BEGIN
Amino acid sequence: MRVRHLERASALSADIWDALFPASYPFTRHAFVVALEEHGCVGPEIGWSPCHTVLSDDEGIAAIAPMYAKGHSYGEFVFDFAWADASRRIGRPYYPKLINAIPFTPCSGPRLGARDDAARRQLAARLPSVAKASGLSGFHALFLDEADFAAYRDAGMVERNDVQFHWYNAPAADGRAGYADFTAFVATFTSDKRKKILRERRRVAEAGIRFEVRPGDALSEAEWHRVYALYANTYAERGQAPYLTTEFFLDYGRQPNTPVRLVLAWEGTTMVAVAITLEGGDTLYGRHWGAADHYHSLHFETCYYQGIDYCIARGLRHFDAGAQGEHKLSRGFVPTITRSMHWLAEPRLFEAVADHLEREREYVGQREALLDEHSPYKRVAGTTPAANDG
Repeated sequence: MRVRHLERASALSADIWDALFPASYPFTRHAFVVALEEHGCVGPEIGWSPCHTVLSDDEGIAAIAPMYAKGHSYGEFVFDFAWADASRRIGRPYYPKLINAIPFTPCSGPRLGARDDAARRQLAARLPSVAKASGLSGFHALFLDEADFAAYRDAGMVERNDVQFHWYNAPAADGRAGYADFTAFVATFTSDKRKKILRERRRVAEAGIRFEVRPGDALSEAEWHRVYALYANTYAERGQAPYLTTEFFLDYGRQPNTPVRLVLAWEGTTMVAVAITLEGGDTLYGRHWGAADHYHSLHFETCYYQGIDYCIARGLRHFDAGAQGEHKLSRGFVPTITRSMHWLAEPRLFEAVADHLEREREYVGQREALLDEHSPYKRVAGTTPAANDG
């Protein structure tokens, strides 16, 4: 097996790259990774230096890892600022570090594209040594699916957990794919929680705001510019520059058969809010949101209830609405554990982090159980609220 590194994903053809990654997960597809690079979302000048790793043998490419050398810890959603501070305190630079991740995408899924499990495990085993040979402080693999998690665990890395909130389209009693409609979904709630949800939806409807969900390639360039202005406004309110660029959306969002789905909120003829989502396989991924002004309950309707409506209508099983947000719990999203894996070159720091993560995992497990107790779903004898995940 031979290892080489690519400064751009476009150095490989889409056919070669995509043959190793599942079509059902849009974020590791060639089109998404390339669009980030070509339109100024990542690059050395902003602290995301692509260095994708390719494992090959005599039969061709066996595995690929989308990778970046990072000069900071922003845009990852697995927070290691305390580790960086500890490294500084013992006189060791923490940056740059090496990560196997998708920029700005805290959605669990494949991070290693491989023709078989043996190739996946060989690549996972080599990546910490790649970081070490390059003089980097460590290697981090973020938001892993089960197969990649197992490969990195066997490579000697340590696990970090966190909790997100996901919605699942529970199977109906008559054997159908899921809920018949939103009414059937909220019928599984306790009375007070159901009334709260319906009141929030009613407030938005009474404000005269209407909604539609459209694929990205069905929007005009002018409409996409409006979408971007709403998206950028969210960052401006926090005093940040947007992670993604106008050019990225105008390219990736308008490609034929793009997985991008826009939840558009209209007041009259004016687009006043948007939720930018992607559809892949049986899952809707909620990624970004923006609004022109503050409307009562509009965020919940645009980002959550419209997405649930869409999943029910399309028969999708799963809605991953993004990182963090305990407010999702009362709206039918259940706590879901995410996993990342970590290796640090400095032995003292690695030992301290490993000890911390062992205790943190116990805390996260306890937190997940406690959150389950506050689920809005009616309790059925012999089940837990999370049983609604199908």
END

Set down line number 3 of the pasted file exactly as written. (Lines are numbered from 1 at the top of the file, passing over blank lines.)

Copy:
């Protein structure tokens, strides 16, 4: 097996790259990774230096890892600022570090594209040594699916957990794919929680705001510019520059058969809010949101209830609405554990982090159980609220 590194994903053809990654997960597809690079979302000048790793043998490419050398810890959603501070305190630079991740995408899924499990495990085993040979402080693999998690665990890395909130389209009693409609979904709630949800939806409807969900390639360039202005406004309110660029959306969002789905909120003829989502396989991924002004309950309707409506209508099983947000719990999203894996070159720091993560995992497990107790779903004898995940 031979290892080489690519400064751009476009150095490989889409056919070669995509043959190793599942079509059902849009974020590791060639089109998404390339669009980030070509339109100024990542690059050395902003602290995301692509260095994708390719494992090959005599039969061709066996595995690929989308990778970046990072000069900071922003845009990852697995927070290691305390580790960086500890490294500084013992006189060791923490940056740059090496990560196997998708920029700005805290959605669990494949991070290693491989023709078989043996190739996946060989690549996972080599990546910490790649970081070490390059003089980097460590290697981090973020938001892993089960197969990649197992490969990195066997490579000697340590696990970090966190909790997100996901919605699942529970199977109906008559054997159908899921809920018949939103009414059937909220019928599984306790009375007070159901009334709260319906009141929030009613407030938005009474404000005269209407909604539609459209694929990205069905929007005009002018409409996409409006979408971007709403998206950028969210960052401006926090005093940040947007992670993604106008050019990225105008390219990736308008490609034929793009997985991008826009939840558009209209007041009259004016687009006043948007939720930018992607559809892949049986899952809707909620990624970004923006609004022109503050409307009562509009965020919940645009980002959550419209997405649930869409999943029910399309028969999708799963809605991953993004990182963090305990407010999702009362709206039918259940706590879901995410996993990342970590290796640090400095032995003292690695030992301290490993000890911390062992205790943190116990805390996260306890937190997940406690959150389950506050689920809005009616309790059925012999089940837990999370049983609604199908």